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Please note that Mommsen uses the AUC chronology (Ab Urbe Condita), i.e. from the founding of the City of Rome. You can use this reference table to have the B.C. dates


IV. The Revolution

From: The History of Rome, by Theodor Mommsen
Translated with the sanction of the author by William Purdie Dickson

The History of Old Rome

Chapter XI - The Commonwealth and its Economy


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Page 19

The only provinces yielding a considerable surplus were perhaps Sicily, where the Carthaginian system of taxation prevailed, and more especially Asia from the time that Gaius Gracchus, in order to provide for his largesses of corn, had carried out the confiscation of the soil and a general domanial taxation there. According to manifold testimonies the finances of the Roman state were essentially dependent on the revenues of Asia.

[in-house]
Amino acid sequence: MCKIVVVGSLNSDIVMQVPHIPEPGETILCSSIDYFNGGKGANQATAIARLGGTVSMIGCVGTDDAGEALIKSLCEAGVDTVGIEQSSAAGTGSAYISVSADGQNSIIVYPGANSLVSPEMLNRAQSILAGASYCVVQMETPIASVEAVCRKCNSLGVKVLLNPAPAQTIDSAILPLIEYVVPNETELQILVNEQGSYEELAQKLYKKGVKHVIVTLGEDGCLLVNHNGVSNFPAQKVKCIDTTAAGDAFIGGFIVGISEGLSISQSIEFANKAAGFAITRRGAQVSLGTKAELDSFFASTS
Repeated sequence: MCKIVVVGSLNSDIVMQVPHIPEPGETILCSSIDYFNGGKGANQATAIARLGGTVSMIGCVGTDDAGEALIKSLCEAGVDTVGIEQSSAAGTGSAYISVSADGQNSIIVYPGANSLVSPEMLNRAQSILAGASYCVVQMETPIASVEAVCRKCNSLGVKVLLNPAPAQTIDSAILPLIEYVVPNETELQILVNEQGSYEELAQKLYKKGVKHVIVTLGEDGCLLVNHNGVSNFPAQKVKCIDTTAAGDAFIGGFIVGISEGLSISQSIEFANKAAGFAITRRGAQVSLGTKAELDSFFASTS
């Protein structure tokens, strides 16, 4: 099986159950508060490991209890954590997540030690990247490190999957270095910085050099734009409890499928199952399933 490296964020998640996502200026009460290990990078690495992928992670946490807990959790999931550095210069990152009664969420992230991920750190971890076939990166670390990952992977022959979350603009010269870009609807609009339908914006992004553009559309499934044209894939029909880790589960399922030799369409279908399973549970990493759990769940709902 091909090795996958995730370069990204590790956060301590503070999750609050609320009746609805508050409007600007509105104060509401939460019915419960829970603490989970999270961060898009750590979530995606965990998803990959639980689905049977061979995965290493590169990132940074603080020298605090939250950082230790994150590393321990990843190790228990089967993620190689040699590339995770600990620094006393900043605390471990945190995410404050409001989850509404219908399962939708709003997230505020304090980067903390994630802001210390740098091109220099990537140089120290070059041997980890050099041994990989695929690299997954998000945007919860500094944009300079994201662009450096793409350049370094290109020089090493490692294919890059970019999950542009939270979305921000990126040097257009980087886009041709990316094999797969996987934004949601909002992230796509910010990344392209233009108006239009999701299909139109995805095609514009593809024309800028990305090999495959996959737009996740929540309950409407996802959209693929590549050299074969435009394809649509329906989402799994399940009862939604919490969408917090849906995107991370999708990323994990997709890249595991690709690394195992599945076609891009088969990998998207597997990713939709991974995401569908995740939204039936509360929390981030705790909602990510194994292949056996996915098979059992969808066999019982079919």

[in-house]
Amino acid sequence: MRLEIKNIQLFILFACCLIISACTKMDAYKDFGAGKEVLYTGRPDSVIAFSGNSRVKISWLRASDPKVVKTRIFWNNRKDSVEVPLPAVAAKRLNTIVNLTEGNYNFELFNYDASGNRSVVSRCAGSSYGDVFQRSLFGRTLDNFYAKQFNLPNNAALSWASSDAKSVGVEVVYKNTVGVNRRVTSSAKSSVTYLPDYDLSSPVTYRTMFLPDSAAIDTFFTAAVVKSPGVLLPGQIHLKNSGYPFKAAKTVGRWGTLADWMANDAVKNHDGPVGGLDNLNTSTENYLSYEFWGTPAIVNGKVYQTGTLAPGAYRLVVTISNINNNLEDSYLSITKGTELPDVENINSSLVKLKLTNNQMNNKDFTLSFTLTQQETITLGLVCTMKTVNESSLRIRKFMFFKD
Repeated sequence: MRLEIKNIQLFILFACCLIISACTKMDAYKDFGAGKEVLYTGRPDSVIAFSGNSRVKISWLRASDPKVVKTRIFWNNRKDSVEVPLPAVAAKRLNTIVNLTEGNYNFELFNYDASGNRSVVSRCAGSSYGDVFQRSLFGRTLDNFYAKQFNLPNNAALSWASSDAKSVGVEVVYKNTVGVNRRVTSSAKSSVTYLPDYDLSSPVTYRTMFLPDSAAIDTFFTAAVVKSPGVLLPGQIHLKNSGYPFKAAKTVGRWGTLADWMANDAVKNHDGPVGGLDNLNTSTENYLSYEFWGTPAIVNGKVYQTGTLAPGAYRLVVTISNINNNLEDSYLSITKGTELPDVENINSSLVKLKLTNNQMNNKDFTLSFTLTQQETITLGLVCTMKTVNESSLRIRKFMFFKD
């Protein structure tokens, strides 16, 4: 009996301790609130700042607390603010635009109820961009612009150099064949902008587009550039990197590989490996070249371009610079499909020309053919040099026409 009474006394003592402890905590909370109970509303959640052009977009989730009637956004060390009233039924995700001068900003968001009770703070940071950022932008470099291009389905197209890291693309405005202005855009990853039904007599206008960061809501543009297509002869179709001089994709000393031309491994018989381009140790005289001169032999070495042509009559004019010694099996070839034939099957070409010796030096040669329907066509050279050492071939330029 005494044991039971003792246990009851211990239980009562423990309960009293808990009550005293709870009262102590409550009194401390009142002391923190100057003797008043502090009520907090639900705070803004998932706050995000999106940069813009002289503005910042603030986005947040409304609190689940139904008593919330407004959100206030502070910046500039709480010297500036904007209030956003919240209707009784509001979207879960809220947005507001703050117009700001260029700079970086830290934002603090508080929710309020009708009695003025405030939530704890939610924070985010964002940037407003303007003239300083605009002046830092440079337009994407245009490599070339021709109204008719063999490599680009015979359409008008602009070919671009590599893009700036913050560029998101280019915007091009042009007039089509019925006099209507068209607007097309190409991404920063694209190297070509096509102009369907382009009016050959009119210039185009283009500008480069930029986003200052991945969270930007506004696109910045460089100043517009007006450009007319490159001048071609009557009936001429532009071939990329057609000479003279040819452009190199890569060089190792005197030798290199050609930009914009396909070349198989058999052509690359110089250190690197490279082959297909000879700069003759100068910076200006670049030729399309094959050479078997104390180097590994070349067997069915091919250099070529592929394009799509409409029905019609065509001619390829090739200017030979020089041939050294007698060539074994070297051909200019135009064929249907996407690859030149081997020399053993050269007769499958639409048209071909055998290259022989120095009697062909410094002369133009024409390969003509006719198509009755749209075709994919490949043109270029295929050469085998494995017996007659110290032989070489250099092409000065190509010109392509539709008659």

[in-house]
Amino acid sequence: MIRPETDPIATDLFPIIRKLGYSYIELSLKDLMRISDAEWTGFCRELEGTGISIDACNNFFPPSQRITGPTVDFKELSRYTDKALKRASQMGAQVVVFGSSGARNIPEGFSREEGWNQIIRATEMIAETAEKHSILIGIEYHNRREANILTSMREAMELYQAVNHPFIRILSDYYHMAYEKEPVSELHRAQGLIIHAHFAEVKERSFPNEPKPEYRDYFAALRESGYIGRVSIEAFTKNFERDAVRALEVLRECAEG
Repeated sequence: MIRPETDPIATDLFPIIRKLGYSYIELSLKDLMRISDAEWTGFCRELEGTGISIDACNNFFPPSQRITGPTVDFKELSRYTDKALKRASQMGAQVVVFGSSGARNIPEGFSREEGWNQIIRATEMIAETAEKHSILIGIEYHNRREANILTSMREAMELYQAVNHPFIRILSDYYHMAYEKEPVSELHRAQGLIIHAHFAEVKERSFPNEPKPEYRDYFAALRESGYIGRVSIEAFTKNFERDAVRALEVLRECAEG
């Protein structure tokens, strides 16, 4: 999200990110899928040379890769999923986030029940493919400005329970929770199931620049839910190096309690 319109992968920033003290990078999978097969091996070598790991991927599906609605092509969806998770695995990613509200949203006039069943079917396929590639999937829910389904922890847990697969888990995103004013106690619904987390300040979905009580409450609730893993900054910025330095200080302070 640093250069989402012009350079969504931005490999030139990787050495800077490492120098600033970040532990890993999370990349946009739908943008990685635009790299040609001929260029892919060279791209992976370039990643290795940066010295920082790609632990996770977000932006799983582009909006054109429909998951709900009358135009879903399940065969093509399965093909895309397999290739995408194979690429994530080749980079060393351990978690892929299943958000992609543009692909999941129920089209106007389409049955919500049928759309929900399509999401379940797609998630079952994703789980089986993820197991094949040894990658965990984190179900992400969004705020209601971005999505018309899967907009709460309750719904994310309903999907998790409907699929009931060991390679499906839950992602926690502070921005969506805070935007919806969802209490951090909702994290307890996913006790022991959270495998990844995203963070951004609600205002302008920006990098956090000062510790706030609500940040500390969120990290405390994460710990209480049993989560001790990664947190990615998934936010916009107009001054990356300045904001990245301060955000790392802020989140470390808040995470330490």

The assertion sounds quite credible that the other provinces on an average cost nearly as much as they brought in; in fact those which required a considerable garrison, such as the two Spains, Transalpine Gaul, and Macedonia, probably often cost more than they yielded. On the whole certainly the Roman treasury in ordinary times possessed a surplus, which enabled them amply to defray the expense of the buildings of the state and city, and to accumulate a reserve-fund; but even the figures appearing for these objects, when compared with the wide domain of the Roman rule, attest the small amount of the net proceeds of the Roman taxes. In a certain sense therefore the old principle equally honourable and judicious-- that the political hegemony should not be treated as a privilege yielding profit--still governed the financial administration of the provinces as it had governed that of Rome in Italy.

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